According to an early 2014 study, automation and robotics will add 128,000 jobs in the U.S. while eliminating only 90,000 jobs — for a net gain of 38,000 jobs. The impact of automation on employment is complex and cannot be determined from automation alone, but it does lead one to question what automation means for manufacturers.
Automation already plays a significant role in creating goods sold in America’s stores. In part because of automation, many retail companies have been able to keep prices low despite rising labor costs over the past few years.
Manufacturers can benefit by automating certain processes to focus on activities that computers cannot do effectively yet. Manufacturers’ success hinges on optimizing their existing production automation and making better use of automation capabilities that are already being applied. This is the only way to help ensure that automation doesn’t have a negative impact on overall production.
- Implement Robotic Automation
Using automation for simple, monotonous tasks allows factory workers to take on more meaningful work. Factory robots are good at working with highly repetitive tasks or carrying out specific actions quickly and precisely. They can be used to automatically load materials into machines, inspect products as they are produced, pack finished goods securely and label them before moving them along in the production process, among other things, by allowing human workers to focus their efforts on higher-level problems or opportunities instead of repeating redundant processes all day long.
- Implement Software Automation
In addition to using automation in the physical sense, manufacturers can also use automation via software for production-related tasks that are too difficult or complex for humans to perform effectively. Instead of requiring a programmer to create a new program from scratch each time a new task must be automated, you can often purchase automation software like MRP software that works with the applications your company already has installed, saving money and time. Many applications today come with automation capabilities built right in.
- Collaborate with Your IT Department
Many production automation projects require input from information technology (IT) professionals because they involve changes to existing network or systems infrastructure. Rather than going about automation efforts alone and risking costly mistakes and delays, manufacturers should collaborate with IT professionals to identify automation opportunities and make sure the company’s existing technology will support automation projects.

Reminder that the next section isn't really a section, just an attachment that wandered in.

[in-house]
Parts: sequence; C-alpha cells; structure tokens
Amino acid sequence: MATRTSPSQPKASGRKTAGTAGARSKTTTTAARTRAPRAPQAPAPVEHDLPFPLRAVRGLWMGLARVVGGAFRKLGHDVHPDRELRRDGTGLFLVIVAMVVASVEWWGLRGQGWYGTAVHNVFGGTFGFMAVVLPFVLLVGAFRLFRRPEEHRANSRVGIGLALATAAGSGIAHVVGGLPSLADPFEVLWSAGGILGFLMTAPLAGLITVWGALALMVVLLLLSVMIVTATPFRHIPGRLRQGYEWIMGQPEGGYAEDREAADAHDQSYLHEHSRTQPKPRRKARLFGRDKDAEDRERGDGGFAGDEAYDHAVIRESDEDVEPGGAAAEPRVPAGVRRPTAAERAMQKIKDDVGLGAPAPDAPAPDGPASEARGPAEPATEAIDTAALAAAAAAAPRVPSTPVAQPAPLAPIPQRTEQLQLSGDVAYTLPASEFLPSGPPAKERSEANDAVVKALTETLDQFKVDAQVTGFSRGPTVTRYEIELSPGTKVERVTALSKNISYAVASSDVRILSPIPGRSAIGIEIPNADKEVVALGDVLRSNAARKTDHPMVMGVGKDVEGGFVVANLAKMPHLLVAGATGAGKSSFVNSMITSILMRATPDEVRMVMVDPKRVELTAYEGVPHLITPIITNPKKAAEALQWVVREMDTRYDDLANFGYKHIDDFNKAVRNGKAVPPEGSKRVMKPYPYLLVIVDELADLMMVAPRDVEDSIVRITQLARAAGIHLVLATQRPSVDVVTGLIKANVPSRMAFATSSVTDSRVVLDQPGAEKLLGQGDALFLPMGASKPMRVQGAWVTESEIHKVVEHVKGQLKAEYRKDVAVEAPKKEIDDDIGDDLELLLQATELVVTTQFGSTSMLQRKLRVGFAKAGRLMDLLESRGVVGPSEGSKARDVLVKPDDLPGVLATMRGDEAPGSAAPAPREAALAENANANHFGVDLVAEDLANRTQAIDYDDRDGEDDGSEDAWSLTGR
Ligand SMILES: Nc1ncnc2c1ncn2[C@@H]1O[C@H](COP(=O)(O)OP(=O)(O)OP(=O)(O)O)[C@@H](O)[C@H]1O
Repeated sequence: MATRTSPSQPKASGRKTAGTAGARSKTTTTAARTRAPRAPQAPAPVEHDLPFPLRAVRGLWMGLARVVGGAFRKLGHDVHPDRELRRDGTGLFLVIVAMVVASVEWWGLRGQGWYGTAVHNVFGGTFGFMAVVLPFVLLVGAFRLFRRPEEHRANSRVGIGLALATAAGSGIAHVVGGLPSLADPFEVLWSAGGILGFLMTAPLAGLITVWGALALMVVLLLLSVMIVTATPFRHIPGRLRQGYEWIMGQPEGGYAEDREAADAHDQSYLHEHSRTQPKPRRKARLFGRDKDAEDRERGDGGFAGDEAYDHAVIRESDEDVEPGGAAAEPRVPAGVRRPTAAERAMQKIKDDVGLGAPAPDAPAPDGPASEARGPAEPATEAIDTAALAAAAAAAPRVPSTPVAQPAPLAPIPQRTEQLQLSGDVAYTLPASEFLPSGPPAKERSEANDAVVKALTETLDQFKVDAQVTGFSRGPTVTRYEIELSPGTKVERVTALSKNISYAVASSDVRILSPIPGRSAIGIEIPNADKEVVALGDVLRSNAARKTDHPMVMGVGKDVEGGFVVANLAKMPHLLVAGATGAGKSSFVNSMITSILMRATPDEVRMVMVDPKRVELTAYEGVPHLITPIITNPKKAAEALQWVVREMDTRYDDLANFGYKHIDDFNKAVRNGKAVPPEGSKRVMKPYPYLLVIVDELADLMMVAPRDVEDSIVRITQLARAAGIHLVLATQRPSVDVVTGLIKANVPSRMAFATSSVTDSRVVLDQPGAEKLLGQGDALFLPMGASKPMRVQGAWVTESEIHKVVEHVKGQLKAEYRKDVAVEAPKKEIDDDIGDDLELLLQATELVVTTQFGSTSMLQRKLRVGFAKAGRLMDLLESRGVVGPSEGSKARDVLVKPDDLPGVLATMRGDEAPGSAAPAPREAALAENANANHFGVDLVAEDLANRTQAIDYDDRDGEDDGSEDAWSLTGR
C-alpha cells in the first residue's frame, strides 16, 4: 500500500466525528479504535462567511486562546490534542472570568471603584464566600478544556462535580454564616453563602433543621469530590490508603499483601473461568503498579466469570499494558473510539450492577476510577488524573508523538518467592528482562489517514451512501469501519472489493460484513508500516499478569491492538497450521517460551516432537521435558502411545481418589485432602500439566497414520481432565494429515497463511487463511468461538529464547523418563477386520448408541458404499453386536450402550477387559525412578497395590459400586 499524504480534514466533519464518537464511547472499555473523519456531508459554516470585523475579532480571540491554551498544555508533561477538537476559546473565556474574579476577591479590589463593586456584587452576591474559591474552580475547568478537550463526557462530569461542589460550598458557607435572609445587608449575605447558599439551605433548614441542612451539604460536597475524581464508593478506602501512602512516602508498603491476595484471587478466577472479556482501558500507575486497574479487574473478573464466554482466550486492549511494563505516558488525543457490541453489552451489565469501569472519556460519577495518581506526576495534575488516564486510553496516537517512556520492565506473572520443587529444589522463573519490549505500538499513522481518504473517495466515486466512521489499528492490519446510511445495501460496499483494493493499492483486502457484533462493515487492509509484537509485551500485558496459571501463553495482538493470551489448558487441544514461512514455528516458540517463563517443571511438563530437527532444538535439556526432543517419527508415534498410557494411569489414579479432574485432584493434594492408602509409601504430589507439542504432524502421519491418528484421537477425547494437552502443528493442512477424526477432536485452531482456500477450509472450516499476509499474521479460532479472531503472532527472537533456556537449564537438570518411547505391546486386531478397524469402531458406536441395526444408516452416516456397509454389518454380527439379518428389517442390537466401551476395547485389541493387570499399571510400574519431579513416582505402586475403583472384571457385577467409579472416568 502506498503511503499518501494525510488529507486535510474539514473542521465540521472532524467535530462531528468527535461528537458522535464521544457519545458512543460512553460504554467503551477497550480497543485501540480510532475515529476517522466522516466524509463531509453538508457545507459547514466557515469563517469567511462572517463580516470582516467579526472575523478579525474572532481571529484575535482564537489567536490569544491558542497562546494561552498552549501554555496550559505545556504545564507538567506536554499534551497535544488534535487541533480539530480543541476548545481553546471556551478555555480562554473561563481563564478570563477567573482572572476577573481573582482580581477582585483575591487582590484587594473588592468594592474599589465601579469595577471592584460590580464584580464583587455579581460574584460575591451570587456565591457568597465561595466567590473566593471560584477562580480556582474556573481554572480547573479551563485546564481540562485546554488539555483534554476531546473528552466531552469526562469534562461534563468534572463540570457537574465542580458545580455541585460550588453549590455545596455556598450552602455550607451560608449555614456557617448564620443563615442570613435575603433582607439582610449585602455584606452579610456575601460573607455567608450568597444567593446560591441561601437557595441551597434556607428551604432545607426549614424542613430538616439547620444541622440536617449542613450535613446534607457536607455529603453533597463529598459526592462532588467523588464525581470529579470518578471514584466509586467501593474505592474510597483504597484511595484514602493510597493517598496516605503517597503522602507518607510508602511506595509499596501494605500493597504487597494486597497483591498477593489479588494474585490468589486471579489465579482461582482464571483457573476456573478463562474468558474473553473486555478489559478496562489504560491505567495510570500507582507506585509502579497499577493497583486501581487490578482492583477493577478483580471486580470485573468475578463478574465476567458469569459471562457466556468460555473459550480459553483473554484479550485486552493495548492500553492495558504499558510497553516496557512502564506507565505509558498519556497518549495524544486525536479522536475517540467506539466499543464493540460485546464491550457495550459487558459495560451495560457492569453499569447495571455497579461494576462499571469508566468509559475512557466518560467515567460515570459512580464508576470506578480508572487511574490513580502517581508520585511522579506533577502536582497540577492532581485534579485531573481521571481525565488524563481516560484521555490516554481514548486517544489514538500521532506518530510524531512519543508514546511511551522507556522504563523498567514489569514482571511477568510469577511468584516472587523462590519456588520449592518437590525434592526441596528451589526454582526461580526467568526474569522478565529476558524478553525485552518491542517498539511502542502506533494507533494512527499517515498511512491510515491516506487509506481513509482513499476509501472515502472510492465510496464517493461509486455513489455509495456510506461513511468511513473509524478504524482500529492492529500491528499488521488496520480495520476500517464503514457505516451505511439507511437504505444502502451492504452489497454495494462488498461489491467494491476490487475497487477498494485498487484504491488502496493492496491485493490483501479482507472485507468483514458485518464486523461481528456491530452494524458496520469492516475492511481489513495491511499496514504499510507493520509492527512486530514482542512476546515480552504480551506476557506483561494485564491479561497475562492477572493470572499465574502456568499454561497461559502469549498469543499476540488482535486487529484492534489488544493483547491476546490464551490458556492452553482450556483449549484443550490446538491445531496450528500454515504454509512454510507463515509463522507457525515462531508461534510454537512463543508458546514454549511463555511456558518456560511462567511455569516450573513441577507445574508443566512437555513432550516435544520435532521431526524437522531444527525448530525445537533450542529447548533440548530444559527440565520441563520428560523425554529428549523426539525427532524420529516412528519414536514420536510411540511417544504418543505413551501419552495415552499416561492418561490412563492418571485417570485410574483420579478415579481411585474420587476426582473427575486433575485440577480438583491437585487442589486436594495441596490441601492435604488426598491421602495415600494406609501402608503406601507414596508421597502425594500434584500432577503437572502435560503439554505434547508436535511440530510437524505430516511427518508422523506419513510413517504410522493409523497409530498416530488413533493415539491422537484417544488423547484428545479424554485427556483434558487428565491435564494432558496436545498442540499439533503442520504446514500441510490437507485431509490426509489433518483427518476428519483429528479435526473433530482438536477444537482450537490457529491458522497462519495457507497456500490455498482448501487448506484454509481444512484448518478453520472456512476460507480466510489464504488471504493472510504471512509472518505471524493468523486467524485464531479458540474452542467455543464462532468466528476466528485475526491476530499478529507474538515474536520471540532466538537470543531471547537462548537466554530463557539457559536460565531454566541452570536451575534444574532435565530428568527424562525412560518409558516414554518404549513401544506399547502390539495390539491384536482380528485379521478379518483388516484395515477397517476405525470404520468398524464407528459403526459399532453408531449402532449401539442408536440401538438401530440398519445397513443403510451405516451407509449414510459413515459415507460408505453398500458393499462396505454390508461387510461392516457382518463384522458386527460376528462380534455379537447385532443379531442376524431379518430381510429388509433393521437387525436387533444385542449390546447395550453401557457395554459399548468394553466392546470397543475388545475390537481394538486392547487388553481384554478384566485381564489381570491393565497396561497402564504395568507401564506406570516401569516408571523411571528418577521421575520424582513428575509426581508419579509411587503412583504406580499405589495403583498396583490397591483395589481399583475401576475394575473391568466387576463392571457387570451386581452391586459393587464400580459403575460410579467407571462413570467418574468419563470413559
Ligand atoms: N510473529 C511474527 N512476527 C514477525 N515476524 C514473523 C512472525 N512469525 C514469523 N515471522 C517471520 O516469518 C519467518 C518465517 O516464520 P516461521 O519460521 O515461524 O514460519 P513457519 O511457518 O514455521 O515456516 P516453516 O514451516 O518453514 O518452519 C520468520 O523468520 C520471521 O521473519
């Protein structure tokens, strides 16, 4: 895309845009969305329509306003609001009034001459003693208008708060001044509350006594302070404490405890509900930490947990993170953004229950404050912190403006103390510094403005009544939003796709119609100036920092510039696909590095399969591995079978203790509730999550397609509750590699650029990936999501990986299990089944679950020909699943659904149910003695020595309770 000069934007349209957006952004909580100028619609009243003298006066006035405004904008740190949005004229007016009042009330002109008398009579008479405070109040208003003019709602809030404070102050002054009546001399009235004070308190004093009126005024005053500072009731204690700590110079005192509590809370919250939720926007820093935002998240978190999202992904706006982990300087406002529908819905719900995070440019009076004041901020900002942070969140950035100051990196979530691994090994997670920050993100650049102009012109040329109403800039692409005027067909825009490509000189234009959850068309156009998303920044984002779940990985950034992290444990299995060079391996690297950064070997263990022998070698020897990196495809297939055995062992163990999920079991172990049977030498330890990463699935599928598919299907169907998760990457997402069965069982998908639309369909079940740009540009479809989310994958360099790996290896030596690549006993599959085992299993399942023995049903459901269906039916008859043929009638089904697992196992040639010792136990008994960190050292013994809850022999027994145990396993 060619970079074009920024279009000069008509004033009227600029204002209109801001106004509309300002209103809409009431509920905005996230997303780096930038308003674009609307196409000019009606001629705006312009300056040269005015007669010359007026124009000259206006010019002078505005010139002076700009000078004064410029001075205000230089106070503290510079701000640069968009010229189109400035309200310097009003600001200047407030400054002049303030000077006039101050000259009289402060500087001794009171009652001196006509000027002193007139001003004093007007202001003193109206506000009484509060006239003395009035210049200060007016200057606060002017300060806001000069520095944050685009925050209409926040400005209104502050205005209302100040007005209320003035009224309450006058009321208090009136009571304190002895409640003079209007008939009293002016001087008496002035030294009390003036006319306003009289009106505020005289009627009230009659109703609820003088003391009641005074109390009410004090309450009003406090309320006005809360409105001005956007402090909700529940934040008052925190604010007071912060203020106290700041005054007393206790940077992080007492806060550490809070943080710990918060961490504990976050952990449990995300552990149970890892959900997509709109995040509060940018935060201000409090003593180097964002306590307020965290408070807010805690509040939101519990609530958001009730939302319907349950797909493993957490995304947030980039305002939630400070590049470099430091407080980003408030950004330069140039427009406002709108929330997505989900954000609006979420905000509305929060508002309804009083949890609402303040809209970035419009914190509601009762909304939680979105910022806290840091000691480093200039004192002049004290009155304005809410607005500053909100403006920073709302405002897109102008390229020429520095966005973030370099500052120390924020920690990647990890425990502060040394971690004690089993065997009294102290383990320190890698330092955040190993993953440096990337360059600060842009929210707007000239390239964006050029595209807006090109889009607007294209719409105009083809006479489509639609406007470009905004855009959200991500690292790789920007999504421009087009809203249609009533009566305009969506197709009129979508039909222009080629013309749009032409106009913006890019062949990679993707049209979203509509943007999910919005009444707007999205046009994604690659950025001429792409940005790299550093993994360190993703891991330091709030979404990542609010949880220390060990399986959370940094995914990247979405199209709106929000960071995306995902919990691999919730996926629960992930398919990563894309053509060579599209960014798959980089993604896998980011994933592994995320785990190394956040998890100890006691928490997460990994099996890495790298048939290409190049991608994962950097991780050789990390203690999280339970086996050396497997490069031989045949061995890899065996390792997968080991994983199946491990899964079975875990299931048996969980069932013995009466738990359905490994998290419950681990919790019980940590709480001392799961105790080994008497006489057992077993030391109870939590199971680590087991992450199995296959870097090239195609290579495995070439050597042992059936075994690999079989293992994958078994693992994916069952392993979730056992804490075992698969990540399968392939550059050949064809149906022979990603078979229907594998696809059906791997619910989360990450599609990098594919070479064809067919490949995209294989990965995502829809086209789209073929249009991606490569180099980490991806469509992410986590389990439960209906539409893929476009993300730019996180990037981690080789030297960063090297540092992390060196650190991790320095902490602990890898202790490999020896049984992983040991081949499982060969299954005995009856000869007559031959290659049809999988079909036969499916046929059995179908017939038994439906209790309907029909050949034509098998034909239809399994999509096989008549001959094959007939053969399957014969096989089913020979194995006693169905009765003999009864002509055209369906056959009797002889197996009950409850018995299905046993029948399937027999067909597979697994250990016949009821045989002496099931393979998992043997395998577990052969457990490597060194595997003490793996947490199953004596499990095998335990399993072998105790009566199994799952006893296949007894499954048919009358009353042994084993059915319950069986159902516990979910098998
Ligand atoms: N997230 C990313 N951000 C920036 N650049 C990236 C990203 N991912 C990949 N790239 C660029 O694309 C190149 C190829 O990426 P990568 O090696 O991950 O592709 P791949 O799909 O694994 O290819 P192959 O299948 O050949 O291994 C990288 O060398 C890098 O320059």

- Make Your Human Workers More Productive
To gain an actual return on investment (ROI) from automation, you must improve your overall production rate at minimum cost. To hit that target, manufacturing executives may need to re-evaluate their human workforce to find ways to become more productive. For example, companies can use data analytics software tools to track process flaws that lead to rejections or errors, then fix those problems, so workers don’t have as many quality issues or safety concerns. Automation becomes a much more appealing investment by improving the processes your human workers follow each day.
- Automate Customer-Facing Tasks
One of the automation’s greatest strengths is its ability to free up human workers from tasks that are better suited for computers. Retailers can do this by automating customer-facing processes, such as the cash register checkout, self-checkout kiosks, or automation software. Customer service robots may also be an option in some situations to handle routine calls and chats with customers, so your human employees don’t have to spend so much time on them.
- Track Production Quality Levels
To ensure automation is working toward the goals you’ve set for it, manufacturers should follow production quality levels closely. Keep tabs on errors that are being made, which areas of production are problematic, and which automation tools are making a real difference in improving overall quality. By knowing production quality levels, you can make informed decisions about automation and move forward next.
- Test New Processes Before Implementing Automation
In high-tech product manufacturing, it is important to have a keen understanding of your company’s automation potential before investing significant resources into projects. To do this, manufacturers must test new automation processes using software simulations with manufacturing ERP software or physical prototypes to gauge their success before rolling anything out on a large scale.
- Don’t Automate Just Because You Can
When it comes to automation, there will always be simple tasks that humans could do more quickly and efficiently than robots – but just because a job takes five minutes doesn’t mean automation will always produce results that are five times better than current methods. Before you invest your automation budget in any project, ask yourself whether or not it would actually pay off in the long run.
- Get More Sustainable
Every automation project should aim to reduce costs while increasing sustainability, worker safety, and business efficiency. If automation makes your production systems more sustainable without sacrificing too much of what made them efficient in the first place, you can be sure you’re headed in the right direction.